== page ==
The UN Convention on Biological Diversity is currently holding their Biodiversity Conference in Cancun, Mexico. Monday 160 organizations from six continents released a statement calling for a global moratorium on all work on gene drives, including laboratory research.
The statement reads:
“In view of the significant ecological, cultural and societal threats posed by genetically-engineered gene drives, including threats to biodiversity, national sovereignty, peace and food security, we the undersigned call upon governments at the 13th Conference of the Parties to the Convention on Biological Diversity, in accordance with the precautionary principle, to put in place a moratorium on 1) any further technical development and experimental application of gene drives, and 2) environmental release of genetically-engineered gene drives.”
You can download the letter here along with the signatories.
Dana Perls of Friends of the Earth said, “These genetic extinction technologies are false solutions to our conservation challenges….We want to support truly sustainable and community driven conservation efforts. Gene drives could be co-opted by agribusiness and military interests. We need a moratorium on irreversible and irresponsible technologies such as gene drives.”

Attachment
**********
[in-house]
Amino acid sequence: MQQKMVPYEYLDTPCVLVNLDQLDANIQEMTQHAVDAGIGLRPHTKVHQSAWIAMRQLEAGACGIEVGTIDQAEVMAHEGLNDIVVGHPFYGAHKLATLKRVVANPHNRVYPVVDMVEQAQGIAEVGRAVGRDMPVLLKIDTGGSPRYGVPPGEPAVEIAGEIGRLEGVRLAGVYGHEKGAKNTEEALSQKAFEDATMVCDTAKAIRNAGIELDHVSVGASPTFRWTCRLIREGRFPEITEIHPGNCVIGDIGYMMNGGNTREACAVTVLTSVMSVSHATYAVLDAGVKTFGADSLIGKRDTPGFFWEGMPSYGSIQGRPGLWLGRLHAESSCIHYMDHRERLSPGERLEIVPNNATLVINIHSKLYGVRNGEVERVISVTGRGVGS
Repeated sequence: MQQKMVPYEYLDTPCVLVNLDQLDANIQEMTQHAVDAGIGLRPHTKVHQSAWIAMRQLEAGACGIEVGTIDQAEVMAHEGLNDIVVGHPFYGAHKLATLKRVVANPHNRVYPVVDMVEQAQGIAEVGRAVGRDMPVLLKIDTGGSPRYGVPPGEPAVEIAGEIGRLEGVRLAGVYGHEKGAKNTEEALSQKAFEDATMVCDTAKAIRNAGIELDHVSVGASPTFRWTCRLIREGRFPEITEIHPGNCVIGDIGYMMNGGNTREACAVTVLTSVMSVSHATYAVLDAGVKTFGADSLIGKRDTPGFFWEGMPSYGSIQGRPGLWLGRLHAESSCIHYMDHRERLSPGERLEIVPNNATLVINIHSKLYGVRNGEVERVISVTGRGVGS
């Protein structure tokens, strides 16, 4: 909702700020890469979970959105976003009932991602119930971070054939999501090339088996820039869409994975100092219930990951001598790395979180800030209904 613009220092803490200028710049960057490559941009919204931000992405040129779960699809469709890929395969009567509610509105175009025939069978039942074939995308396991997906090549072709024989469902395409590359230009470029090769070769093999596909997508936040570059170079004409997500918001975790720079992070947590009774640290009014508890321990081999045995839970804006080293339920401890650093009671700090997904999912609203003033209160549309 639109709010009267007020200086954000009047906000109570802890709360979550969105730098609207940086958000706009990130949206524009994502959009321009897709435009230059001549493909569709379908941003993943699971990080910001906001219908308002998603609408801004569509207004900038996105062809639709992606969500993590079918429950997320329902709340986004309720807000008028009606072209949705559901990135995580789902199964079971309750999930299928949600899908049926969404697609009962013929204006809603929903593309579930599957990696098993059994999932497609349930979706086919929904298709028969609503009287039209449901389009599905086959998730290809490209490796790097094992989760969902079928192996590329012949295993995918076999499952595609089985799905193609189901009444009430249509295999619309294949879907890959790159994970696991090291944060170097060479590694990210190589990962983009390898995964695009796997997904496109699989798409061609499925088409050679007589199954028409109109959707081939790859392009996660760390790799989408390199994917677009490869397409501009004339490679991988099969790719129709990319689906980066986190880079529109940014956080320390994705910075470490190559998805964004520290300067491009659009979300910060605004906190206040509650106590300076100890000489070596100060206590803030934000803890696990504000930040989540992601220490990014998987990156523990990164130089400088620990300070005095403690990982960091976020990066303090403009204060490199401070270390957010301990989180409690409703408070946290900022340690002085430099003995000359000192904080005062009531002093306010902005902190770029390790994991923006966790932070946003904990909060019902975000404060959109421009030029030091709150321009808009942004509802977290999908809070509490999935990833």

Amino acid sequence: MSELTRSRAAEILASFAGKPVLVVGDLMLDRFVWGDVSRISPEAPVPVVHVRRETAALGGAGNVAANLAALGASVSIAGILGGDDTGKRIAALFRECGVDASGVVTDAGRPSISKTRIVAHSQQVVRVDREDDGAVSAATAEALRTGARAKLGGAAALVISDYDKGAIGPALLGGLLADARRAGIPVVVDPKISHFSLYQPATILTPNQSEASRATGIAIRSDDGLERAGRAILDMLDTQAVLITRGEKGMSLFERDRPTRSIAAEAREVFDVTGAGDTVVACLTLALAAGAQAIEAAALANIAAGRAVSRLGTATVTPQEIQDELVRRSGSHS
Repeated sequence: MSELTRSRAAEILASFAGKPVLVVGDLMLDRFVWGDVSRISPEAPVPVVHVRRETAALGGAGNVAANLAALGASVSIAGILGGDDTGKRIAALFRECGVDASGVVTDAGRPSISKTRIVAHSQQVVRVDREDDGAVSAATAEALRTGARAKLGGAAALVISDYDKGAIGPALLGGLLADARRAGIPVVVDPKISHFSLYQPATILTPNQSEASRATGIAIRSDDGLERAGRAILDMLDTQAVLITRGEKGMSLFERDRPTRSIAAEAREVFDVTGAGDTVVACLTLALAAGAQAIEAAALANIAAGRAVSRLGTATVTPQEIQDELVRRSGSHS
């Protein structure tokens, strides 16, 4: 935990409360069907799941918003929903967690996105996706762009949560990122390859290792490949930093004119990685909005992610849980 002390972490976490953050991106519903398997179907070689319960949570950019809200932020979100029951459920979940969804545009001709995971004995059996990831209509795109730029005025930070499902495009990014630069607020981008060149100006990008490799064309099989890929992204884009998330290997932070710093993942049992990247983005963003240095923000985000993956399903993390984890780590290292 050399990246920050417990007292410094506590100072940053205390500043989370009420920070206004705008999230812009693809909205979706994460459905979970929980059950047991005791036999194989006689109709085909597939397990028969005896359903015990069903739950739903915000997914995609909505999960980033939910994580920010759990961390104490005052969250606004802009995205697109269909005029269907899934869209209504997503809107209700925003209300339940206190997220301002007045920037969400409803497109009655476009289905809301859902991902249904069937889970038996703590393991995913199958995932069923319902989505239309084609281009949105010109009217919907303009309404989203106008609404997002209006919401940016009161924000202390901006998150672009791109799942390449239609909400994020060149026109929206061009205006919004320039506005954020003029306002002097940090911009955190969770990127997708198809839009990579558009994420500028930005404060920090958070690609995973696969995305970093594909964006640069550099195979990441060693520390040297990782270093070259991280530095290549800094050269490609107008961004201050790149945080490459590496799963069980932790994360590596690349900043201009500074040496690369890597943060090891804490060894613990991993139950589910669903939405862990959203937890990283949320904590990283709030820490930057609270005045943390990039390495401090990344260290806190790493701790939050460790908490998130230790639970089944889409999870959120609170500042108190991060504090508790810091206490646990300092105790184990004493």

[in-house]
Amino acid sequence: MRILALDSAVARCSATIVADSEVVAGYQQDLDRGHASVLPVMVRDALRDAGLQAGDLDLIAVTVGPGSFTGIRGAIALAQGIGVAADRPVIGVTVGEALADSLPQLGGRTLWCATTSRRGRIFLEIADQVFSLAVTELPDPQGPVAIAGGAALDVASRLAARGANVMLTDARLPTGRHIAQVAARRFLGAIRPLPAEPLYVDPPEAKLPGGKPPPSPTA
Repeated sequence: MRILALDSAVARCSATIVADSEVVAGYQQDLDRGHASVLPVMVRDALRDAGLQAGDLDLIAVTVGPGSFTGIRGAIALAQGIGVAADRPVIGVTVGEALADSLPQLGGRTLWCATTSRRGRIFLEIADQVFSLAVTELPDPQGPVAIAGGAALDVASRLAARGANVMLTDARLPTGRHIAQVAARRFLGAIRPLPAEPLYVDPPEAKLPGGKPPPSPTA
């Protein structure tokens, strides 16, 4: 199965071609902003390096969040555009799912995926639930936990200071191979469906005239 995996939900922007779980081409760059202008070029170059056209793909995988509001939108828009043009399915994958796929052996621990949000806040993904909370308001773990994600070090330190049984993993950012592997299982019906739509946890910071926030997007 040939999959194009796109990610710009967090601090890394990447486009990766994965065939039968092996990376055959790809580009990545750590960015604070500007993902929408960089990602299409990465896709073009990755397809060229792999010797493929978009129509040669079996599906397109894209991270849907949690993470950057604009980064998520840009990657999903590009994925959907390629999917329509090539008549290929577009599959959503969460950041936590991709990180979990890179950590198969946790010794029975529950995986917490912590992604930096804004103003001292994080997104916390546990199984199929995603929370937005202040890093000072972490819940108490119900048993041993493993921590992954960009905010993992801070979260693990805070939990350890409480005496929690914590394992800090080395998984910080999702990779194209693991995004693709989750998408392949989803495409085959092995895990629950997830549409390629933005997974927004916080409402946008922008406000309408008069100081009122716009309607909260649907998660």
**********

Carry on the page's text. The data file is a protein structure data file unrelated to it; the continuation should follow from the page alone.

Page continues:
These opinions are gaining some traction with government officials such as the German Minister for the Environment, Barbara Hendricks. She has released a written statement voicing her lack of support for the release of gene drives into the environment.
Recently a group of scientists and researchers have released a letter pushing back on these calls for extreme measures. They say:
“We urge you to support ongoing and new gene drive research, building on cautious and responsible practices and broad stakeholder dialogue.
The potential for gene drive technology is very significant. It is a novel tool which may enable interventions that are durable, cost-effective, and highly efficacious, complementing existing efforts to improve human health and environmental sustainability.”
The complete text of their letter with signatories can be found here. (the author of this blog is a signatory)
The letter does not advocate for any specific program or use of the technology but highlights its potential to be applied in positive ways and that while a careful and reasoned approach is certainly warranted, but calls for blanket bans on all forms of gene drive research “would be unwarranted, damaging and irresponsible”
Clearly a topic worth watching. You can get COP13 meeting updates on the Convention on Biological Diversity’s website and on social media -the official channels are @CBDnews and @COP13mex with hashtags #COP13 #biodiversity and #UNBioConf2016.